If your home falls under the authority of a local homeowners association, also known as an HOA, they have legal rights and powers over your home and others in the neighborhood. They have the right to initiate foreclosure proceedings on your property if you have delinquent association dues and fees.

If you don’t have the funds to pay your home assessment fees and HOA dues, you can end up facing a foreclosure even if you paid your mortgage on time.

HOA Foreclosure Timelines
In Texas, there must be 20 days between an HOA “Default & Intent to Accelerate” notice to a homeowner and the next phase of the process which, if you live in TX, can mean the homeowner’s association may attach a lien on your property and file it with the state. In most cases, HOA foreclosure is similar to a mortgage foreclosure and your property will be sold at auction in 1-2 months if you have not caught up with your payments.

Two Certified Mail Notices
Before a foreclosure can happen, you will receive two certified mail notices. The first is a “Notice of Default and Intent to Accelerate”. After you receive this notice, you have 21 days to pay what you owe before receiving the second notice.

The second notice is called the “Notice of Acceleration and Posting for Foreclosure” and must state the location of the sale and a three-hour period during which the sale will take place. This notice is also filed with the county clerk and physically posted at the courthouse.

Auction is Scheduled 
The time scheduled for the auction depends on when you receive the second notice during that month. Your home will be scheduled for sale at the next monthly foreclosure auction which is generally the first Tuesday each month. This second notice could give you another month to prepare or the auction could be only a few days away. It is of utmost importance that you act now to defend your rights as a homeowner.

Non-Judicial Foreclosure In Texas
In TX, often the lender or HOA is not required to go to court to foreclose on a home. This is called non-judicial foreclosure and means that foreclosure can happen without a court order if the mortgage documents contain a power of sale clause. You have a very limited amount of time in TX to assert your rights or lose your home.

Work With Your HOA
Use the initial 20 day period to mediate a resolution with the HOA. You might agree to pay your debt or make a repayment plan. After the 20 day period, the Homeowners Association can continue the foreclosure process if no agreement has been reached.

Read Your HOA Contract
It is important to understand what your HOA contract says. It can be hard to understand legal language, but some HOA rules and regulations authorize foreclosures while others do not. Read the covenants, conditions and deed restrictions looking for language that gives them the right to foreclose. Contact an experienced attorney to learn more about the HOA provisions of the laws pertaining to your home. If your HOA has not been authorized to foreclose, they do not have the authority to send you notices of foreclosure or evict you for non-payment.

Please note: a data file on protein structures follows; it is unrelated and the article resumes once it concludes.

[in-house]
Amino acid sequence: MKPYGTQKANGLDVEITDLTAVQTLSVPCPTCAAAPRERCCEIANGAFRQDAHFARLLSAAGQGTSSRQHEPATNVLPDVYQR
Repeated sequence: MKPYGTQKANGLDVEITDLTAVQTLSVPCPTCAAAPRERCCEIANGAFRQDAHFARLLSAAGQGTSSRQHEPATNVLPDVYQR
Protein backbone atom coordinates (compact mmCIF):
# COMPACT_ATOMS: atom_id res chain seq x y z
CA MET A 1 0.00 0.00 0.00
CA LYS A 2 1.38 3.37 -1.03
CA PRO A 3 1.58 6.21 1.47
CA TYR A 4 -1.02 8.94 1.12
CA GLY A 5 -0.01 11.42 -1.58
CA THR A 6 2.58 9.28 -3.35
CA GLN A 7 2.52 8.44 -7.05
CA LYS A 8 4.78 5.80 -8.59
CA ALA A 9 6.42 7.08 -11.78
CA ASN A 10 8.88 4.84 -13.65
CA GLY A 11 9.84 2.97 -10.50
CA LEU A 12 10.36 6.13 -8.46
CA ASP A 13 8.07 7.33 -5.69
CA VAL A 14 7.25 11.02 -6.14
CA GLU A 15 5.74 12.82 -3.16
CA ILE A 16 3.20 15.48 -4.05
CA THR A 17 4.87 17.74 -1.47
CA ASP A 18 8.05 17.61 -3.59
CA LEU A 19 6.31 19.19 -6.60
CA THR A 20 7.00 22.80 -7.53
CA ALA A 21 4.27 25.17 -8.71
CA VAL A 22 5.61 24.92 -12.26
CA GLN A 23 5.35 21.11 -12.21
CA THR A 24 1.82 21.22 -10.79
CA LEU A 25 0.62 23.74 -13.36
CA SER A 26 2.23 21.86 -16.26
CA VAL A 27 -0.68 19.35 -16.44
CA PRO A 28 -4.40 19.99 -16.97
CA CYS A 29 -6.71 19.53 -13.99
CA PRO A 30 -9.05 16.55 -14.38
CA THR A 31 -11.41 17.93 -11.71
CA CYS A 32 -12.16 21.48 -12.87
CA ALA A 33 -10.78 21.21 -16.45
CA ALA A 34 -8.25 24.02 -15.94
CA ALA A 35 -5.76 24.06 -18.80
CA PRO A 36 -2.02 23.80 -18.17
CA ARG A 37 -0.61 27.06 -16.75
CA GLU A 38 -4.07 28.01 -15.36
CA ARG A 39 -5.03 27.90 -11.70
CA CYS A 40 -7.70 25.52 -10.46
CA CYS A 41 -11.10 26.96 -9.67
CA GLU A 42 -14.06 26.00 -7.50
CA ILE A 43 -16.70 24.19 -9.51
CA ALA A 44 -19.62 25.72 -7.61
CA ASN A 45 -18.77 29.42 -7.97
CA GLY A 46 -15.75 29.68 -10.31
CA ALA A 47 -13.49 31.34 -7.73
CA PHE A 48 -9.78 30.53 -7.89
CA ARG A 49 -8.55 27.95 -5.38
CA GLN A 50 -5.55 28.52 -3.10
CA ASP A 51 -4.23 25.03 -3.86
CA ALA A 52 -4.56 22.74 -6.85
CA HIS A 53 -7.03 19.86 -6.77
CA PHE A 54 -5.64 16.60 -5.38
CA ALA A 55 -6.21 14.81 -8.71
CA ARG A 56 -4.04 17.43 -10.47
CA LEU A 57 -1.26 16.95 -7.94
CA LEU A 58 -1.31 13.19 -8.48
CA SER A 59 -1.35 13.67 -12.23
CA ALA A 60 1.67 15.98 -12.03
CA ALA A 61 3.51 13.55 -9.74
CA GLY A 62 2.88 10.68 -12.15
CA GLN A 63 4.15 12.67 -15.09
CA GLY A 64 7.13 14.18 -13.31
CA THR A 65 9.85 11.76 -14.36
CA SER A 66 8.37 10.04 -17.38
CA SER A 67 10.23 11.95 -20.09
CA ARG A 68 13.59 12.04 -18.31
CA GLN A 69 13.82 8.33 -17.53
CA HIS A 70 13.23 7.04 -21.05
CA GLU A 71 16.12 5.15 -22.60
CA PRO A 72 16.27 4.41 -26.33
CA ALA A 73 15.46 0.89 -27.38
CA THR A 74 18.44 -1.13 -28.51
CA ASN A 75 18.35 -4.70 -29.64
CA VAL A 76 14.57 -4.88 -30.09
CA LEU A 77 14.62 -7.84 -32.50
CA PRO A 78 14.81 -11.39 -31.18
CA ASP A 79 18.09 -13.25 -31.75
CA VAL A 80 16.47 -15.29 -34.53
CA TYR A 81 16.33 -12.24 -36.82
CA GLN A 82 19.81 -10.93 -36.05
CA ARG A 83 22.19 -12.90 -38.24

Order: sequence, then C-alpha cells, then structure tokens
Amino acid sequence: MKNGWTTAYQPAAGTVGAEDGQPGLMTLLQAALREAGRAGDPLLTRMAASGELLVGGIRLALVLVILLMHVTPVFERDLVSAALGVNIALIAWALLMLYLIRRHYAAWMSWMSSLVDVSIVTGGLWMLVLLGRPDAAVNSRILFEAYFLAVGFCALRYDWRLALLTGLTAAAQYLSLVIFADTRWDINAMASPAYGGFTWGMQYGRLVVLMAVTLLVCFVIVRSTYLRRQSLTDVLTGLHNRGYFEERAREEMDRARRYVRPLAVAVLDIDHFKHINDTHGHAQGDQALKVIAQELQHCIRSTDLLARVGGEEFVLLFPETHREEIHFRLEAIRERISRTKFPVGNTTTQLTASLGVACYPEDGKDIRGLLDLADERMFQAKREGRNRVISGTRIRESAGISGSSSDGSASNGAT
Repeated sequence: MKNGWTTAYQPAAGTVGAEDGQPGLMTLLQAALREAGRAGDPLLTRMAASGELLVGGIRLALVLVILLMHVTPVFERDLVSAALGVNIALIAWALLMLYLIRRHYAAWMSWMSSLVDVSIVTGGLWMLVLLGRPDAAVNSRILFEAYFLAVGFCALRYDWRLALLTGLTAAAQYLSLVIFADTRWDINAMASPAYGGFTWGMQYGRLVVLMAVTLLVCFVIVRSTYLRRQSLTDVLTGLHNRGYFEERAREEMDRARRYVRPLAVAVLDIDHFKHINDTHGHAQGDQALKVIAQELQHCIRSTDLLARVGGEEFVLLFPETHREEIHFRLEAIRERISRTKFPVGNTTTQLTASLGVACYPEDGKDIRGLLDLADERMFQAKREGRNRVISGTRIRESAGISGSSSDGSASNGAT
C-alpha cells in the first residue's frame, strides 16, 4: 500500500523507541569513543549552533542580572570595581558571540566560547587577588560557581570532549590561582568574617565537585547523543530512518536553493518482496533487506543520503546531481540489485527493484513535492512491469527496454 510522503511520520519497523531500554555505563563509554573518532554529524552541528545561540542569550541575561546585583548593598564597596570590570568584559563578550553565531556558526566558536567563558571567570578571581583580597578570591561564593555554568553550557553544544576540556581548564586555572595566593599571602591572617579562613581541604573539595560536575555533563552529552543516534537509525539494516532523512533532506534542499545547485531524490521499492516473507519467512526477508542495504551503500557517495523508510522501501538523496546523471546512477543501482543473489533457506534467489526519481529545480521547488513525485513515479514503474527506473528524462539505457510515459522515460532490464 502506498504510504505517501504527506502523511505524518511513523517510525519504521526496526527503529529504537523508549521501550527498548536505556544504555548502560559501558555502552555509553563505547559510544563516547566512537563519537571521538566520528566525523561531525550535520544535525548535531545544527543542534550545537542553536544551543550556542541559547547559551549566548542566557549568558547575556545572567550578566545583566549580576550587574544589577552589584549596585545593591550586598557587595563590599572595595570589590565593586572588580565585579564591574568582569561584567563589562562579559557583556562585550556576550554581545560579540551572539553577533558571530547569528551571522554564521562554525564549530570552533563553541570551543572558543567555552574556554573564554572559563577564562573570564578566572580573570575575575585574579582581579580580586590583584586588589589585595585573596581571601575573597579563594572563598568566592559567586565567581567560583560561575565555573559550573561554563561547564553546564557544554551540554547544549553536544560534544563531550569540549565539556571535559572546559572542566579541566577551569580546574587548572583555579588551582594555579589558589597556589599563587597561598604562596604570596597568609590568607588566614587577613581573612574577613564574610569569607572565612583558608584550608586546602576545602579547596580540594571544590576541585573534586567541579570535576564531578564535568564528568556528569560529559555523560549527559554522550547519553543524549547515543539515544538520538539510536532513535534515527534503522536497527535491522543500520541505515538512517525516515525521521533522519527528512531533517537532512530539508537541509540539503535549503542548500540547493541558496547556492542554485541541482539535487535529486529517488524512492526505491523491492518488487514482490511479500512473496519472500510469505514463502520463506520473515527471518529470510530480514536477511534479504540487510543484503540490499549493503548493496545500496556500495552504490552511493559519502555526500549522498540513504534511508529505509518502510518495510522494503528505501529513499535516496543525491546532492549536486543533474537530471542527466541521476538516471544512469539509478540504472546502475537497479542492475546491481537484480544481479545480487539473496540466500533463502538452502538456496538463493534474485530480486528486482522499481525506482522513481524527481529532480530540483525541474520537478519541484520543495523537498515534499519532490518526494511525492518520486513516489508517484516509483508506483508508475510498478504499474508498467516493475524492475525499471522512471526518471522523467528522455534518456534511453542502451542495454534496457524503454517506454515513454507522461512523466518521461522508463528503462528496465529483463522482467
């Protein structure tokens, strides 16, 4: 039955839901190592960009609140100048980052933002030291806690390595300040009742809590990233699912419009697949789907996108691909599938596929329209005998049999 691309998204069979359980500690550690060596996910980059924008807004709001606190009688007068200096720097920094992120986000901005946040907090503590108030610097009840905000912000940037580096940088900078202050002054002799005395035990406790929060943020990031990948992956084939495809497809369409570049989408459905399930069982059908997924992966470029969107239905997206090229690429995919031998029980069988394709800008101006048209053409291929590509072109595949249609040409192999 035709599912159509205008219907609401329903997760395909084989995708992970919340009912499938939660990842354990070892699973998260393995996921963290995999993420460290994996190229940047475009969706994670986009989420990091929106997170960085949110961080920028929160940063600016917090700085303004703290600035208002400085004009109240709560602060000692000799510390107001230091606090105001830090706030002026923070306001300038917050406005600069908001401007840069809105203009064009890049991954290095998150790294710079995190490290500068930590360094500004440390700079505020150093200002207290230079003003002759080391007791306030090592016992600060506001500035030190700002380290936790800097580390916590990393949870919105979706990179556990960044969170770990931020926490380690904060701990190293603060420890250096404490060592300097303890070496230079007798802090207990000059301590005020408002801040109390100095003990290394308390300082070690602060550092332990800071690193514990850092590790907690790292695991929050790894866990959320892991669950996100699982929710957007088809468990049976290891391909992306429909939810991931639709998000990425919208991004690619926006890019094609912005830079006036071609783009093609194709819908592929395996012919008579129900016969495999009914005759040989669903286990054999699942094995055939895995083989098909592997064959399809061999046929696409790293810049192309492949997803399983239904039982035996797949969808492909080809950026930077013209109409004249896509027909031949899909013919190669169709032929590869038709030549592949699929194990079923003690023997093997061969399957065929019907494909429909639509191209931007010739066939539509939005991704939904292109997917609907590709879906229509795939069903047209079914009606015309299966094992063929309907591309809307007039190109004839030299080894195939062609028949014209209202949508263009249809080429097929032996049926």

File for Bankruptcy
Foreclosures can be stopped cold by last-minute bankruptcy filings. This is a temporary fix for avoiding HOA foreclosure. Although your credit scores will drop by 85 points to 160 points, according to Fair Isaac, you will not lose your home. Bankruptcy will halt any and all foreclosure proceedings. However, this will only provide temporary relief. If you want to keep your home, you will have to catch up on your missed payments.

Check How Your Payments Were Applied
If you believe the HOA didn’t calculate your owed payments correctly, didn’t follow state law, or applied your payments elsewhere, you can take legal action. The HOA management is not supposed to misapply your assessment fees to cover fines. Show that their financial conduct was unethical or ignorant of the law and defend against foreclosure and eviction from your property.

Talk to an Attorney
HOAs often start foreclosures in cases where the homeowners are behind on small amounts of debt. Talk to a knowledgeable attorney if you are facing foreclosure from your Homeowners Association and need help negotiating for your rights. An attorney can advise you on what to do in your specific circumstances. Schedule a consultation with Jarrett Law Firm, PLLC today and receive insight into the rights and responsibilities associated with HOAs in the state of Texas.